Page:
The conclusion is the result of a meta-analysis of seven studies (published in the years: 1975-2005) in which the characteristics of 330 patients and 328 healthy controls are integrated. Ozgen became PhD on November 28, and July (2009) the results of her study are published in the journal ‘Molecular Psychiatry’.

 

Ozgen reports that the most significant physical defects related to autism are: (1) a ‘curved’ pinky finger, (2) toes slightly too far apart, (3) deformed ear lobes, (4) a higher palate, and (5) eyes slightly further apart.

In medical jargon the curved pinky (curved pinkie) is known as: clinodactlyly. Other common problems related to the pinky finger are: polydactyly (an extra pinky), camptodactyly (bent finger) & syndactyly (webbed fingers).

Male with curved little finger in both hands.

How surprizing is this research result on the ‘curved’ little finger really?

Maybe not so surprizing at all! For, in time a curved little finger has been related to up to over 60 medical syndromes, including: Klinefelter XXY syndrome, FAS: fetal alcohol syndrome (16% to 51%), and most common: Down syndrome (35% to 79%).

However, one should also noticed here that the ‘curved’ little finger can be seen in the hands of healthy people as well. Statistics for normal & healthy people reported for the ‘curved’ little finger vary from: 1% to 19.5%.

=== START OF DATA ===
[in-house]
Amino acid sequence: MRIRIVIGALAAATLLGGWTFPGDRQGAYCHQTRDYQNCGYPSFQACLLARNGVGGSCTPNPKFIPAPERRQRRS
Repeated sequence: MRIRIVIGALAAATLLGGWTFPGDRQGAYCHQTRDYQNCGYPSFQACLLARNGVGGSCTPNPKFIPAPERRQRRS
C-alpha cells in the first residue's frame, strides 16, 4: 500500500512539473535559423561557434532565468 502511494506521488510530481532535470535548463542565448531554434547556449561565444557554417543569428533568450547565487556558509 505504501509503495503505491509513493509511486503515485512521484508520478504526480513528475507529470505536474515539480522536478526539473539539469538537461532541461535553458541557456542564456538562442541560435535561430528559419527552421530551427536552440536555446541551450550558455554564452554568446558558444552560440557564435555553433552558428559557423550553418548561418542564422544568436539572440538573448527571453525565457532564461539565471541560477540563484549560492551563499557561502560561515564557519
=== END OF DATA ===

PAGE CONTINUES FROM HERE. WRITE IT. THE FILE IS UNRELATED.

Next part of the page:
READ MORE ABOUT THE LITTLE FINGER:

  • Never underestimate your little finger: the ‘pinkie’!
  • Dermatoglyphics of the little finger relate to autism
  • The length of the little finger varies among males & females
  • Palm reading & palmistry books
  • News reports about the index finger & ring finger
  • Hand problems related to the fingers: clinodactyly, syndactyly & polydactyly
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    The simian line is often found in Down syndrome, but also frequently seen in Asian populations.

    The simian line is often found in Down syndrome, but also frequently seen in Asian populations.

    The simian line

    The simian line is a ‘notorious’ hand crease and well-known for it’s significance in Down’s syndrome – more than half of these people have a simian line in 1 or both hands, while only about 1% of healthy populations have a simian line. Nevertheless, this line is also frequently observed in the hands of certain ethnic population – especially in Asians!

    In 1866, R.L. Down discovered in 1906 the relationship between the simian crease and Down’s syndrome. The simian line is also know as: the ‘simian crease’ or ‘single palmar transverse crease’.

    ‘Healthy hands’ with the simian line usually do not have the other stereotypical hand features related related to Down syndrome are missing (examples of other Down syndrome-related hand features are: a short thumb, curved little finger, certain dermatoglyphic patterns in the palm and fingerprints).

    In some (Asian) populations is extraordinary frequently seen, such as: Pygmies: 34.7 %; Gypsies: 14.3 %; Chinese: 13.0 %; Koreans: 11.2 % – more percentages are presented in the full article.

    Deciphering the simian line.

    READ FURTHER ABOUT THE SIMIAN LINE:
    The simian line: a notorious hand crease
    The simian line: merging of mind and heart
    The simian crease, down syndrome & other disorders
    Do you have a simian line?